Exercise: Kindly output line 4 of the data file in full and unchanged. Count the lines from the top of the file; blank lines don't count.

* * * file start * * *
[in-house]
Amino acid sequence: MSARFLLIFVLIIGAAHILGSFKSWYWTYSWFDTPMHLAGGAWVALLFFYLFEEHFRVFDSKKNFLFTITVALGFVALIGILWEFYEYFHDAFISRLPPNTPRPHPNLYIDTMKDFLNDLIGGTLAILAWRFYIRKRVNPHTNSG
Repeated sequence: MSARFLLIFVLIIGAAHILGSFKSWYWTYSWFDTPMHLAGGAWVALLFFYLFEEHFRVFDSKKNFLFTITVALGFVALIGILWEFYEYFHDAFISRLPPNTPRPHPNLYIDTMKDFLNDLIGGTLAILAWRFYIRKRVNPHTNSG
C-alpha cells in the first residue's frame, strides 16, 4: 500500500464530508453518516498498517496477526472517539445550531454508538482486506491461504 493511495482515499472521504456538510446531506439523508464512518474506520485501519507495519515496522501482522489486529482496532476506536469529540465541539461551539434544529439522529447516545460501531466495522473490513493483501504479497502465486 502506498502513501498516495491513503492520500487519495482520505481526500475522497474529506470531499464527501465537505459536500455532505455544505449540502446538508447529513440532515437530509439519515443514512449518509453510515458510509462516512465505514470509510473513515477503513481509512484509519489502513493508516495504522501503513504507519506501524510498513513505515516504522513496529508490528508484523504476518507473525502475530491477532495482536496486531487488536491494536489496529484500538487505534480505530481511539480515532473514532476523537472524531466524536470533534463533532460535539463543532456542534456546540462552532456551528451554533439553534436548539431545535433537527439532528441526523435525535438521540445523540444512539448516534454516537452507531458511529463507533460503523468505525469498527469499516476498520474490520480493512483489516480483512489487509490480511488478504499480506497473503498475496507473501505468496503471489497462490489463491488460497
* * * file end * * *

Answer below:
C-alpha cells in the first residue's frame, strides 16, 4: 500500500464530508453518516498498517496477526472517539445550531454508538482486506491461504 493511495482515499472521504456538510446531506439523508464512518474506520485501519507495519515496522501482522489486529482496532476506536469529540465541539461551539434544529439522529447516545460501531466495522473490513493483501504479497502465486 502506498502513501498516495491513503492520500487519495482520505481526500475522497474529506470531499464527501465537505459536500455532505455544505449540502446538508447529513440532515437530509439519515443514512449518509453510515458510509462516512465505514470509510473513515477503513481509512484509519489502513493508516495504522501503513504507519506501524510498513513505515516504522513496529508490528508484523504476518507473525502475530491477532495482536496486531487488536491494536489496529484500538487505534480505530481511539480515532473514532476523537472524531466524536470533534463533532460535539463543532456542534456546540462552532456551528451554533439553534436548539431545535433537527439532528441526523435525535438521540445523540444512539448516534454516537452507531458511529463507533460503523468505525469498527469499516476498520474490520480493512483489516480483512489487509490480511488478504499480506497473503498475496507473501505468496503471489497462490489463491488460497